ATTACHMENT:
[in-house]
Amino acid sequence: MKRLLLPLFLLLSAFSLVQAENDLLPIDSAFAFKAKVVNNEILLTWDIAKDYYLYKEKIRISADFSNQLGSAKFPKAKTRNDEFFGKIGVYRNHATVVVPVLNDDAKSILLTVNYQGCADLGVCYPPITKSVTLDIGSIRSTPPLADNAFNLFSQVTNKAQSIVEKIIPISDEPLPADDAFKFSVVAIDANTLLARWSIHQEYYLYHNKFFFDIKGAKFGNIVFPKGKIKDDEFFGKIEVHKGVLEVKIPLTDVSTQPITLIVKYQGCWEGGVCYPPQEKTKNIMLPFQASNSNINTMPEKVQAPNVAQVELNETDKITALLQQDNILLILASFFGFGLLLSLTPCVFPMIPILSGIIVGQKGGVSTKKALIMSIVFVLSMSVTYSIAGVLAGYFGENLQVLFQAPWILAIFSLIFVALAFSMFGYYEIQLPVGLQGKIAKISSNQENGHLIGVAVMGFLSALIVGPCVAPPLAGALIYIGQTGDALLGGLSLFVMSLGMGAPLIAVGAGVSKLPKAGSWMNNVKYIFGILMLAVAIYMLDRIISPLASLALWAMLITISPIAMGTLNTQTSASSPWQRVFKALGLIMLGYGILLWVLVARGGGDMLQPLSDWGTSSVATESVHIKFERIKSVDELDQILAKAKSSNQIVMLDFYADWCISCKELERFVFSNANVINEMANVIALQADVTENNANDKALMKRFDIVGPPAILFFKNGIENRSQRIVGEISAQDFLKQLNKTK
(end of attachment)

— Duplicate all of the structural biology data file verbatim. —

[in-house]
Amino acid sequence: MKRLLLPLFLLLSAFSLVQAENDLLPIDSAFAFKAKVVNNEILLTWDIAKDYYLYKEKIRISADFSNQLGSAKFPKAKTRNDEFFGKIGVYRNHATVVVPVLNDDAKSILLTVNYQGCADLGVCYPPITKSVTLDIGSIRSTPPLADNAFNLFSQVTNKAQSIVEKIIPISDEPLPADDAFKFSVVAIDANTLLARWSIHQEYYLYHNKFFFDIKGAKFGNIVFPKGKIKDDEFFGKIEVHKGVLEVKIPLTDVSTQPITLIVKYQGCWEGGVCYPPQEKTKNIMLPFQASNSNINTMPEKVQAPNVAQVELNETDKITALLQQDNILLILASFFGFGLLLSLTPCVFPMIPILSGIIVGQKGGVSTKKALIMSIVFVLSMSVTYSIAGVLAGYFGENLQVLFQAPWILAIFSLIFVALAFSMFGYYEIQLPVGLQGKIAKISSNQENGHLIGVAVMGFLSALIVGPCVAPPLAGALIYIGQTGDALLGGLSLFVMSLGMGAPLIAVGAGVSKLPKAGSWMNNVKYIFGILMLAVAIYMLDRIISPLASLALWAMLITISPIAMGTLNTQTSASSPWQRVFKALGLIMLGYGILLWVLVARGGGDMLQPLSDWGTSSVATESVHIKFERIKSVDELDQILAKAKSSNQIVMLDFYADWCISCKELERFVFSNANVINEMANVIALQADVTENNANDKALMKRFDIVGPPAILFFKNGIENRSQRIVGEISAQDFLKQLNKTK